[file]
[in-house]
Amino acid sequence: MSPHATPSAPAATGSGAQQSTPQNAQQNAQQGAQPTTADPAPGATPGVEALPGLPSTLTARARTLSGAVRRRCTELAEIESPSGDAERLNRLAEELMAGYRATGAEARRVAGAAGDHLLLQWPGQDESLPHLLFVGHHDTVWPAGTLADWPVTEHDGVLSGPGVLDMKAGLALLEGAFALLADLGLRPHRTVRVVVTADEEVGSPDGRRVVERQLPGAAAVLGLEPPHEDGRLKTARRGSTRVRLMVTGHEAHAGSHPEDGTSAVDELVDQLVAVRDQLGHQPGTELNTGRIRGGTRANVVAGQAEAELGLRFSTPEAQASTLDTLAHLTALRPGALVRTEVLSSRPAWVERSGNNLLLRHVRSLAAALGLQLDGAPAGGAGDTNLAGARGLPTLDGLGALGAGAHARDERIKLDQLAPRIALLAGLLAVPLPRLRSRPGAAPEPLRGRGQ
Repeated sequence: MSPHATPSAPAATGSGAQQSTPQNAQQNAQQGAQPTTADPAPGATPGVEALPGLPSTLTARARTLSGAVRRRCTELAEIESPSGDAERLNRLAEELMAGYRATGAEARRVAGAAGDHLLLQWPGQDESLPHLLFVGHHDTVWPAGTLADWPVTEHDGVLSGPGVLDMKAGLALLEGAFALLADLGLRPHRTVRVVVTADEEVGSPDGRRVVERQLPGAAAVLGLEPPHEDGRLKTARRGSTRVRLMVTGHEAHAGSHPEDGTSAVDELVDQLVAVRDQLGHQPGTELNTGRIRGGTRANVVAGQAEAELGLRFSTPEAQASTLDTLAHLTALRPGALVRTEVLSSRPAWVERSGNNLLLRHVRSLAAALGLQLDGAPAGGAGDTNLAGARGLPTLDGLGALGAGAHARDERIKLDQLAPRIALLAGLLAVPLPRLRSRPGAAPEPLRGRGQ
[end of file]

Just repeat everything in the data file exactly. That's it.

[in-house]
Amino acid sequence: MSPHATPSAPAATGSGAQQSTPQNAQQNAQQGAQPTTADPAPGATPGVEALPGLPSTLTARARTLSGAVRRRCTELAEIESPSGDAERLNRLAEELMAGYRATGAEARRVAGAAGDHLLLQWPGQDESLPHLLFVGHHDTVWPAGTLADWPVTEHDGVLSGPGVLDMKAGLALLEGAFALLADLGLRPHRTVRVVVTADEEVGSPDGRRVVERQLPGAAAVLGLEPPHEDGRLKTARRGSTRVRLMVTGHEAHAGSHPEDGTSAVDELVDQLVAVRDQLGHQPGTELNTGRIRGGTRANVVAGQAEAELGLRFSTPEAQASTLDTLAHLTALRPGALVRTEVLSSRPAWVERSGNNLLLRHVRSLAAALGLQLDGAPAGGAGDTNLAGARGLPTLDGLGALGAGAHARDERIKLDQLAPRIALLAGLLAVPLPRLRSRPGAAPEPLRGRGQ
Repeated sequence: MSPHATPSAPAATGSGAQQSTPQNAQQNAQQGAQPTTADPAPGATPGVEALPGLPSTLTARARTLSGAVRRRCTELAEIESPSGDAERLNRLAEELMAGYRATGAEARRVAGAAGDHLLLQWPGQDESLPHLLFVGHHDTVWPAGTLADWPVTEHDGVLSGPGVLDMKAGLALLEGAFALLADLGLRPHRTVRVVVTADEEVGSPDGRRVVERQLPGAAAVLGLEPPHEDGRLKTARRGSTRVRLMVTGHEAHAGSHPEDGTSAVDELVDQLVAVRDQLGHQPGTELNTGRIRGGTRANVVAGQAEAELGLRFSTPEAQASTLDTLAHLTALRPGALVRTEVLSSRPAWVERSGNNLLLRHVRSLAAALGLQLDGAPAGGAGDTNLAGARGLPTLDGLGALGAGAHARDERIKLDQLAPRIALLAGLLAVPLPRLRSRPGAAPEPLRGRGQ